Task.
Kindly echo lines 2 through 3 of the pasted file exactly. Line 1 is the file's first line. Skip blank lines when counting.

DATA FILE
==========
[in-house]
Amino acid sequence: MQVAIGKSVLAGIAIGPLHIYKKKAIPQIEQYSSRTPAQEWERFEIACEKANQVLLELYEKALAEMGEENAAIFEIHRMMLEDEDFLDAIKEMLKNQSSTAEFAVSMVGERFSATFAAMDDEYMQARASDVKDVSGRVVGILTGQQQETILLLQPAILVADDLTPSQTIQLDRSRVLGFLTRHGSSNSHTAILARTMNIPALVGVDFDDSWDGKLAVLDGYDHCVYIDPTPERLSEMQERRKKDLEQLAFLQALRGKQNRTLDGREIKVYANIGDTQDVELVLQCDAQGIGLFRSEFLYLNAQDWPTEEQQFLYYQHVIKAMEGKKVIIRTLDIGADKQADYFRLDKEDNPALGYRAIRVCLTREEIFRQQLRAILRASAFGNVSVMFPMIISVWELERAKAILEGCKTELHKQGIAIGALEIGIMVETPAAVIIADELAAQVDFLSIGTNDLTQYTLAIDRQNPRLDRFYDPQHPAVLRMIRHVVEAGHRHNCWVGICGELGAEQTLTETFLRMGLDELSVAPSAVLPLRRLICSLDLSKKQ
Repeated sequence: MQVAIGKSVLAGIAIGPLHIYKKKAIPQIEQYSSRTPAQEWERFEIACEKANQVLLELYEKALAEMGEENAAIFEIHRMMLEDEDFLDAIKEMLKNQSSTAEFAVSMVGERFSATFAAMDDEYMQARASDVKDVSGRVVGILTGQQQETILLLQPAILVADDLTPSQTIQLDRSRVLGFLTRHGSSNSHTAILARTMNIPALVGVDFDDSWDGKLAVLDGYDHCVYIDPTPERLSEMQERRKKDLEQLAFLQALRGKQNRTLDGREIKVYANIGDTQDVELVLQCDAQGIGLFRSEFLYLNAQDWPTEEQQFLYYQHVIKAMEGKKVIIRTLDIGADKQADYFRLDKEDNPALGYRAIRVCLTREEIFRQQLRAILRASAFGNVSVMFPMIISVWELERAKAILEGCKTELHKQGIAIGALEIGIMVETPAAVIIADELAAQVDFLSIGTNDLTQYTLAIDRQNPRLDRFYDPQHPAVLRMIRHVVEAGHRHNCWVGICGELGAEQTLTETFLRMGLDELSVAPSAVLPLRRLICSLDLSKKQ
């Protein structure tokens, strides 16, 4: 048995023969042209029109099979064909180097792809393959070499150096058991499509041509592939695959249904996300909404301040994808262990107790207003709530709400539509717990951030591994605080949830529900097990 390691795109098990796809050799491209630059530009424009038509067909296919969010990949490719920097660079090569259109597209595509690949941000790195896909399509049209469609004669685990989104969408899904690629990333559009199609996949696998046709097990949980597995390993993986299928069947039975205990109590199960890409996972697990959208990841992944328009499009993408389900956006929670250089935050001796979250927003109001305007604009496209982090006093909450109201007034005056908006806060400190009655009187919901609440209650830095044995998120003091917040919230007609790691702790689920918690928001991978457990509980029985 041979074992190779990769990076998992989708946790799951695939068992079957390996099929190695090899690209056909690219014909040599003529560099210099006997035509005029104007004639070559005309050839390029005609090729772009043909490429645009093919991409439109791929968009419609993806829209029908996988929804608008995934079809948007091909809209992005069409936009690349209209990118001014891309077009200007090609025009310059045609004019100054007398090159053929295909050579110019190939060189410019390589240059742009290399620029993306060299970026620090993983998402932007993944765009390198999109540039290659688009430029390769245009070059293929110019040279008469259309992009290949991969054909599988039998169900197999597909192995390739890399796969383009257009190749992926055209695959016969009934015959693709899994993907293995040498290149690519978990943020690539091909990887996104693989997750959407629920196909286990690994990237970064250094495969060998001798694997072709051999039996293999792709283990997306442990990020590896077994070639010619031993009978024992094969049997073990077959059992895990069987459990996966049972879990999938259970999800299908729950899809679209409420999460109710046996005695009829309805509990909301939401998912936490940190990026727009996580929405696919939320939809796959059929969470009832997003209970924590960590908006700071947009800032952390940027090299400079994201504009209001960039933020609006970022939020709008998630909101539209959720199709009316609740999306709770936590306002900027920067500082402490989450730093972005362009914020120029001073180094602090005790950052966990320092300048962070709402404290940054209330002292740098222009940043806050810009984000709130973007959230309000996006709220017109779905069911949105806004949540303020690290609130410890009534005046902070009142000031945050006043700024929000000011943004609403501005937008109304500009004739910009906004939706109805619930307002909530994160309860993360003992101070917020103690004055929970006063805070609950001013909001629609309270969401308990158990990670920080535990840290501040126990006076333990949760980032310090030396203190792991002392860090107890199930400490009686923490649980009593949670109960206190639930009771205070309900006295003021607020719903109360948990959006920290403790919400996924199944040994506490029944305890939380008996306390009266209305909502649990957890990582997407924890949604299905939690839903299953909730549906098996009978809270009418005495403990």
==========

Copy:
Amino acid sequence: MQVAIGKSVLAGIAIGPLHIYKKKAIPQIEQYSSRTPAQEWERFEIACEKANQVLLELYEKALAEMGEENAAIFEIHRMMLEDEDFLDAIKEMLKNQSSTAEFAVSMVGERFSATFAAMDDEYMQARASDVKDVSGRVVGILTGQQQETILLLQPAILVADDLTPSQTIQLDRSRVLGFLTRHGSSNSHTAILARTMNIPALVGVDFDDSWDGKLAVLDGYDHCVYIDPTPERLSEMQERRKKDLEQLAFLQALRGKQNRTLDGREIKVYANIGDTQDVELVLQCDAQGIGLFRSEFLYLNAQDWPTEEQQFLYYQHVIKAMEGKKVIIRTLDIGADKQADYFRLDKEDNPALGYRAIRVCLTREEIFRQQLRAILRASAFGNVSVMFPMIISVWELERAKAILEGCKTELHKQGIAIGALEIGIMVETPAAVIIADELAAQVDFLSIGTNDLTQYTLAIDRQNPRLDRFYDPQHPAVLRMIRHVVEAGHRHNCWVGICGELGAEQTLTETFLRMGLDELSVAPSAVLPLRRLICSLDLSKKQ
Repeated sequence: MQVAIGKSVLAGIAIGPLHIYKKKAIPQIEQYSSRTPAQEWERFEIACEKANQVLLELYEKALAEMGEENAAIFEIHRMMLEDEDFLDAIKEMLKNQSSTAEFAVSMVGERFSATFAAMDDEYMQARASDVKDVSGRVVGILTGQQQETILLLQPAILVADDLTPSQTIQLDRSRVLGFLTRHGSSNSHTAILARTMNIPALVGVDFDDSWDGKLAVLDGYDHCVYIDPTPERLSEMQERRKKDLEQLAFLQALRGKQNRTLDGREIKVYANIGDTQDVELVLQCDAQGIGLFRSEFLYLNAQDWPTEEQQFLYYQHVIKAMEGKKVIIRTLDIGADKQADYFRLDKEDNPALGYRAIRVCLTREEIFRQQLRAILRASAFGNVSVMFPMIISVWELERAKAILEGCKTELHKQGIAIGALEIGIMVETPAAVIIADELAAQVDFLSIGTNDLTQYTLAIDRQNPRLDRFYDPQHPAVLRMIRHVVEAGHRHNCWVGICGELGAEQTLTETFLRMGLDELSVAPSAVLPLRRLICSLDLSKKQ